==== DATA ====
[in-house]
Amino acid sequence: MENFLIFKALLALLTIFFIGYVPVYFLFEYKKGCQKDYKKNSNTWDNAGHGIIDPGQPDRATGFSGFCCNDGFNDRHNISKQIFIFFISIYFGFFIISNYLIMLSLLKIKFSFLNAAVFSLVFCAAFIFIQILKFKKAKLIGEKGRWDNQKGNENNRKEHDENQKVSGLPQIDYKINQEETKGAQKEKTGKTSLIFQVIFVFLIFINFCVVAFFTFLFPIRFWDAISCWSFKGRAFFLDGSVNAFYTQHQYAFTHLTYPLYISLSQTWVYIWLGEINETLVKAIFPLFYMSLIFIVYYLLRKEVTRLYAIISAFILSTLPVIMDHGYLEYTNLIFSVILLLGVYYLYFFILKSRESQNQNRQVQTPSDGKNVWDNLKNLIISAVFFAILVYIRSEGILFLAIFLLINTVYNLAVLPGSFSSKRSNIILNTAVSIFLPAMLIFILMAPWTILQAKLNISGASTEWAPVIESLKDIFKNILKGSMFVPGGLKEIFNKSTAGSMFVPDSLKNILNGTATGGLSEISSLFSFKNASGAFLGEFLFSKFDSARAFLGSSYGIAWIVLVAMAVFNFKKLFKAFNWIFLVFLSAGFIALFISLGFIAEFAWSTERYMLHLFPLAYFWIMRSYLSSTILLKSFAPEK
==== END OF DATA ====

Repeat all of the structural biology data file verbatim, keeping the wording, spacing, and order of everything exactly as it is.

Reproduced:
[in-house]
Amino acid sequence: MENFLIFKALLALLTIFFIGYVPVYFLFEYKKGCQKDYKKNSNTWDNAGHGIIDPGQPDRATGFSGFCCNDGFNDRHNISKQIFIFFISIYFGFFIISNYLIMLSLLKIKFSFLNAAVFSLVFCAAFIFIQILKFKKAKLIGEKGRWDNQKGNENNRKEHDENQKVSGLPQIDYKINQEETKGAQKEKTGKTSLIFQVIFVFLIFINFCVVAFFTFLFPIRFWDAISCWSFKGRAFFLDGSVNAFYTQHQYAFTHLTYPLYISLSQTWVYIWLGEINETLVKAIFPLFYMSLIFIVYYLLRKEVTRLYAIISAFILSTLPVIMDHGYLEYTNLIFSVILLLGVYYLYFFILKSRESQNQNRQVQTPSDGKNVWDNLKNLIISAVFFAILVYIRSEGILFLAIFLLINTVYNLAVLPGSFSSKRSNIILNTAVSIFLPAMLIFILMAPWTILQAKLNISGASTEWAPVIESLKDIFKNILKGSMFVPGGLKEIFNKSTAGSMFVPDSLKNILNGTATGGLSEISSLFSFKNASGAFLGEFLFSKFDSARAFLGSSYGIAWIVLVAMAVFNFKKLFKAFNWIFLVFLSAGFIALFISLGFIAEFAWSTERYMLHLFPLAYFWIMRSYLSSTILLKSFAPEK